my brother’s comforts, safety of my bank deposits, the havoc stray dogs and cattle would be committing in my house premises when my tenants leave the gates open when they go out, the weeds growing in my ‘thodi’ or vacant  land, whether my Habsiguda neighbor’s daughter in law gave birth to a boy or girl baby, when will Megh will take me to Hyderabad so that one button missing from one of my warm jackets can be fixed, etc, etc.  

Now with Covac19 Yekshi’s dark shadow spread everywhere, I worry about nothing else. I worry only about me, about my life. I realized suddenly that my life has a purpose ! 

I may not be required by others, but I need me !  And man, I’m not joking! May be a nobody to others but for me, I’m the most precious one in the world ! 

If me, a worthless old man of no consequence, who has lived his full life, who has nothing more to gain in life, who has nothing to contribute to his family or society, is so anxious to live, imagine how serious is the loss of valuable lives sucked in by the deadly virus and the suffering their families undergo! 

Life is precious, yours and others too.

Live it. Don’t spoil others chance to live their life

Only when money is lost one will realize the value of money

Only when the wife is gone, one will realize the value of wife

When life is gone?

Who is there to realize it?

There are people- your family, close relatives and friends

Live your life in dignity, with love and compassion . 

Don’t let an invisible, innocuous, insignificant virus take away your life. 

Stay safe inside! 

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I miss the woman who never missed me

 

‘We missed you’, said my good hearted close friends, when I returned to FB after a break. 

My memory goes back. 

The one person whose love for me was unquestionable, never uttered the  words – ‘I missed you’

‘Where is the question of missing your absence ? You’re always with me’- she used to dismiss my concern.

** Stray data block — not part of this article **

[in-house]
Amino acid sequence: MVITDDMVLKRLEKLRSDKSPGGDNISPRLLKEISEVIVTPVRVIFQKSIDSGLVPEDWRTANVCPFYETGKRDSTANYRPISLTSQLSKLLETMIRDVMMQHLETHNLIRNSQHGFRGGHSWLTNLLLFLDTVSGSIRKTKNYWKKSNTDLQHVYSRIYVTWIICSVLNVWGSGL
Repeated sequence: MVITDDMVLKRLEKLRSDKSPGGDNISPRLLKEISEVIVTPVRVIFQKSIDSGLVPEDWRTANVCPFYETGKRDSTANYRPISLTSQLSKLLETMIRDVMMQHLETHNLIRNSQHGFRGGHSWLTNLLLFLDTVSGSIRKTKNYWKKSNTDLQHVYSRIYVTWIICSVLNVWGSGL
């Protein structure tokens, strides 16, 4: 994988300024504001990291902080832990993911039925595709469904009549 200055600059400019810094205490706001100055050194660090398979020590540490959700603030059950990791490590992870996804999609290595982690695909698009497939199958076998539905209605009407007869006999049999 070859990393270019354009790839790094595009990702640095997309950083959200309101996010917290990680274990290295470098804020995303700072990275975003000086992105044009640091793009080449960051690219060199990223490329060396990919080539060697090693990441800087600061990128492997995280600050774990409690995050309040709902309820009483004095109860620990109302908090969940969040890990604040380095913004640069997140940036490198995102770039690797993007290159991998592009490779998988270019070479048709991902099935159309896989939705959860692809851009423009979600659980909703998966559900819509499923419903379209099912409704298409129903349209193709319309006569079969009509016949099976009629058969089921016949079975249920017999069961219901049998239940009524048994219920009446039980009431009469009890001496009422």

Once, on office work I was away from home for two days . Soon after returning , I asked her, hoping for a reply which I  longed for, ‘did you miss me?’

‘Did you miss me ?’, she asked. That was a mild electric shock for me.  She never questioned me. 

Hardly I had  time to think about my family, when I was on work and I never told her a lie, never. 

I changed the topic and enquired, ‘did you see my wallet ?There was a lot of cash in it’. 

‘Your missed was your wallet! Yes, I found it under your pillow. There was Rs. 7and 30 paisa in it’

‘It is ok. keep it for your household expenses’.  

As no reply came from her appreciating my generous monetary support, I looked at the window curtains, pretending to enjoy their curves. 

‘Shall I change the curtains?’, she asked.

‘No need for another 20 years’, I was certain. 

‘As you wish. Have your coffee’

While I was enjoying the hot decoction kaappy from a brass tumbler in the selected company of crisp pokkoda, she sat near me and said,

‘I have absolutely no complaint on your not remembering me while on tour. All husbands are like you, once they’re immersed in their work. Women, on the other hand, by nature, never  forget their partners however busy they’re , especially while having their food or when they see a good sari’

‘When they see a good sari?’, I intervened, ‘ These days, wives do their own shopping’. 

‘You won’t understand the feelings of a woman when her husband selects and buys a dress for her’. 

A couple of years later, during our journey to Kerala, our train stopped at Erode junction for about 20 minutes. 

‘Tirupur bedsheets and banians  are sold in the stalls here’, she suggested. ‘Why don’t you buy half a dozen banians for you?’

I went and returned with a good cotton sari for her. She didn’t say a word, but her eyes turned moist. 

Later, I have crossed the Erode station, alone, many times. Not once did I get down the train.